It has become fashionable in certain smart circles to regard atheism as a sign of superior education, of highly evolved civilization, of enlightenment. Recent bestsellers by Sam Harris, Christopher Hitchens and others suggest that religious faith is a sign of backwardness, the mark of primitives stuck in the Dark Ages who have not caught up with scientific reason. Religion, we are told, is responsible for violence, oppression, poverty and many other ills.

It is not difficult to find examples to back up this assertion. But what about the opposite? Can religion also be a force for good? Are there cases in which religious faith comes to the rescue even of those who don't have it?

I have never personally had either the benefits nor misfortunes of adhering to any religion, but watching Burmese monks on television defying the security forces of one of the world's most oppressive regimes, it is hard not to see some merit in religious belief. Myanmar, also known as Burma, is a deeply religious country, where most men spend some time as Buddhist monks. Even the thuggish Burmese junta hesitated before unleashing lethal force on men dressed in the maroon and saffron robes of their faith.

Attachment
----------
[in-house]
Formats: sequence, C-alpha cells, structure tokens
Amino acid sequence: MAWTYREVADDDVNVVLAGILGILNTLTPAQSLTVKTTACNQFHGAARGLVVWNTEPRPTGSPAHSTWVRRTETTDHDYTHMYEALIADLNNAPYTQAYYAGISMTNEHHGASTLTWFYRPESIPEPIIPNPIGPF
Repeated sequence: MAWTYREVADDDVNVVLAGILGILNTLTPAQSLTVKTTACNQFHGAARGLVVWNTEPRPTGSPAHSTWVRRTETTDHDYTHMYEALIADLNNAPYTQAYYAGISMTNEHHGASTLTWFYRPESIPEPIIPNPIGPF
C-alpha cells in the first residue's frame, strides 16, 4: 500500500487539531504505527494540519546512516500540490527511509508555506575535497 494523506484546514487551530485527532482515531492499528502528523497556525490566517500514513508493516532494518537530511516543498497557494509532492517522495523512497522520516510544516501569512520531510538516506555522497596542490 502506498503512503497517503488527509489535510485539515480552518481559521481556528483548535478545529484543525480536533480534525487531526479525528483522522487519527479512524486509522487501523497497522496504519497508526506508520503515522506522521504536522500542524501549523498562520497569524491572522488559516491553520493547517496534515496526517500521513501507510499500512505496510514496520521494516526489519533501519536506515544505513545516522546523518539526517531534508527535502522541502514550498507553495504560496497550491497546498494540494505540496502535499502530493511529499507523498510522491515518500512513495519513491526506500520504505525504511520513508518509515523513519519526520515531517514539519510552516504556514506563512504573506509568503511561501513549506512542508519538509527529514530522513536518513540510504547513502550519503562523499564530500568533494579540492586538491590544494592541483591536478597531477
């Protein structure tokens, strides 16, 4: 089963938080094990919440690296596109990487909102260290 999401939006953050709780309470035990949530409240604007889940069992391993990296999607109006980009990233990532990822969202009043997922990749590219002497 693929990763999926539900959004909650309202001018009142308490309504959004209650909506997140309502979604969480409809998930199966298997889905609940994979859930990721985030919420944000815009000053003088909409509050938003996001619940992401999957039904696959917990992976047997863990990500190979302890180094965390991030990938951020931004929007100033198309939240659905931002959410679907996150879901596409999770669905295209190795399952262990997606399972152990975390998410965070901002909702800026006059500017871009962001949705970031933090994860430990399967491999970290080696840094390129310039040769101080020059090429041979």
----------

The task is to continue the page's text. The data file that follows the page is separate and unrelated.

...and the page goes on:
The monks, and nuns in pink robes, were soon joined by students, actors and others who want to be rid of the junta. But the monks and nuns took the first step; they dared to protest when most others had given up. And they did so with the moral authority of their Buddhist faith. Romantics might say that Buddhism is unlike other religions, more a philosophy than a faith. But this would be untrue. It has been a religion in different parts of Asia for many centuries, and can be used to justify violent acts as much as any other belief. For evidence, one need only look at Sri Lanka, where Buddhism is lashed onto ethnic chauvinism in the civil war between Buddhist Singhalese and Hindu Tamils.

Ian Buruma concludes the column with a hard truth that liberals will scoff at, but which seems pretty on target:

Nevertheless, faith has an important role to play in politics, especially in circumstances in which secular liberals are rendered impotent, as in the case of Nazi occupation, communist rule or military dictatorship.